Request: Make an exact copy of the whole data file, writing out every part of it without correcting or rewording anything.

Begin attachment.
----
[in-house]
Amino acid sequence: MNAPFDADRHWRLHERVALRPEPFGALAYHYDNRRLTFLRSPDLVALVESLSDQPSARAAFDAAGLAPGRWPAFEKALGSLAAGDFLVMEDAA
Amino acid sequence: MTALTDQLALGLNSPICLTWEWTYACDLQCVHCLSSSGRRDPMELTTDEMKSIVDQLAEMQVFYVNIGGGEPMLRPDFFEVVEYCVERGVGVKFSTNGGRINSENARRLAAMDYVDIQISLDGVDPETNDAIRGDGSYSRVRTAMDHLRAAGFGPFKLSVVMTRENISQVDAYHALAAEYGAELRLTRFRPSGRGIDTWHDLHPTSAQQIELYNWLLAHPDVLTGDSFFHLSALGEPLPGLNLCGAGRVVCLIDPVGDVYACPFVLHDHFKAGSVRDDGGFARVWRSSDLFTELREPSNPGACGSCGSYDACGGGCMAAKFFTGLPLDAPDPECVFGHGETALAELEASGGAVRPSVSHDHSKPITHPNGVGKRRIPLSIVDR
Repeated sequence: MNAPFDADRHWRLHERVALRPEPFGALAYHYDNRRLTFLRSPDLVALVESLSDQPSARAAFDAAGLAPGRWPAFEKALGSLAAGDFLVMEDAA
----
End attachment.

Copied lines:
[in-house]
Amino acid sequence: MNAPFDADRHWRLHERVALRPEPFGALAYHYDNRRLTFLRSPDLVALVESLSDQPSARAAFDAAGLAPGRWPAFEKALGSLAAGDFLVMEDAA
Amino acid sequence: MTALTDQLALGLNSPICLTWEWTYACDLQCVHCLSSSGRRDPMELTTDEMKSIVDQLAEMQVFYVNIGGGEPMLRPDFFEVVEYCVERGVGVKFSTNGGRINSENARRLAAMDYVDIQISLDGVDPETNDAIRGDGSYSRVRTAMDHLRAAGFGPFKLSVVMTRENISQVDAYHALAAEYGAELRLTRFRPSGRGIDTWHDLHPTSAQQIELYNWLLAHPDVLTGDSFFHLSALGEPLPGLNLCGAGRVVCLIDPVGDVYACPFVLHDHFKAGSVRDDGGFARVWRSSDLFTELREPSNPGACGSCGSYDACGGGCMAAKFFTGLPLDAPDPECVFGHGETALAELEASGGAVRPSVSHDHSKPITHPNGVGKRRIPLSIVDR
Repeated sequence: MNAPFDADRHWRLHERVALRPEPFGALAYHYDNRRLTFLRSPDLVALVESLSDQPSARAAFDAAGLAPGRWPAFEKALGSLAAGDFLVMEDAA